Three Big Tax Changes Landlords Need to Know about

Renting out a property? There have been a few changes in the way you’re taxed recently and we at EasyRoommate want to make sure you’re all up to date!

So read on for three big landlord tax changes about to rock your world…

1. Wear and tear allowances

receiptsFrom April 2016, the way that the Government compensates landlords for their maintenance duties is set to change. Here’s how it used to work:

They would take the rent you earn – say £600pcm. Then they would subtract any amount of that that covered bills – let’s say you charged £600pcm (bills inc.) and the bills cost £100pcm, so the sum would become £500. Under the old rules, you could take 10% of this off your income and claim it as money used to mend wear and tear of the property, furnishings and fittings.

From now on however, things will be different. Landlord will now only be allowed to deduct the actual costs of mending wear and tear. I.e. if you spend £150 on a new table, you can only claim £150. Hold on to those receipts, guys…

2. Mortgage interest relief cap

mortgageThe Government is phasing out their current policy of allowing landlords to claim additional rate tax allowance on money used to pay the interest on the mortgages of their rental properties. In 2015, a landlord could deduct all costs from their property income, which allowed them to receive up to 45% tax relief on their mortgage payments.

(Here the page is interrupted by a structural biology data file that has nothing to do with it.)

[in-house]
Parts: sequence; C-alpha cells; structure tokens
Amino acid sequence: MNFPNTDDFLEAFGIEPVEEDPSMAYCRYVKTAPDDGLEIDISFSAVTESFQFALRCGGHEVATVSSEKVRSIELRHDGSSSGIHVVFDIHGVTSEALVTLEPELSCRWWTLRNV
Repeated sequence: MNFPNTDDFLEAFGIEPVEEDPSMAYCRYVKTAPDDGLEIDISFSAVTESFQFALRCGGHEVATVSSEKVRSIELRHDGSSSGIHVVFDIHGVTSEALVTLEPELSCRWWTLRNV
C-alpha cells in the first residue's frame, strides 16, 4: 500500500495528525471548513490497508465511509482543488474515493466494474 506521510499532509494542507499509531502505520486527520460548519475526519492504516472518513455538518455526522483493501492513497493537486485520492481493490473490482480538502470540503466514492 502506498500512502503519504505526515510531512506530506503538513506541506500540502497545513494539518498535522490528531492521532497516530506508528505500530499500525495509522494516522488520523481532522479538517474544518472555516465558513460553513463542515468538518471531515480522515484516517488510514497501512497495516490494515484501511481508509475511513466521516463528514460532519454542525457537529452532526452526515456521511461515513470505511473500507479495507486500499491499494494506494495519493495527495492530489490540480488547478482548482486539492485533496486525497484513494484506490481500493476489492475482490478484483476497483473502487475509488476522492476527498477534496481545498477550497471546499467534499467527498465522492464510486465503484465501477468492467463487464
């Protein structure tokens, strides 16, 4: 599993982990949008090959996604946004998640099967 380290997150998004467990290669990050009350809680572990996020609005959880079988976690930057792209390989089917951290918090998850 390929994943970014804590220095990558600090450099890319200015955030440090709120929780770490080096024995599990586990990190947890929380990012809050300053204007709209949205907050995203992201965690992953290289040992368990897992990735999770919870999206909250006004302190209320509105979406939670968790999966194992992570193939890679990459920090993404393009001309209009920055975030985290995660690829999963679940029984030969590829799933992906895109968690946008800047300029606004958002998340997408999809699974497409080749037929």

The phase out will be complete in 2020/21, when all costs incurred by a landlord will be given basic (20%) rate reduction, no matter what tax bracket the landlord is in.

3. Additional Stamp Duty Land Tax

stamp dutyLandlords who own more than one home will now pay an additional 3% of Stamp Duty Land Tax on top of the rate determined by the home’s value. This is one of many recent measures designed to make owning multiple homes less desirable – something thought crucial in easing the UK’s current housing crisis.

Lots to consider

These three changes join the raising of the rental income allowance for resident landlords which came into force in April in making 2016 a big year for landlord and rental reform.

Let us know how these changes will affect you! Tweet us at @EasyroommateUK now!

Discussion1 Comment

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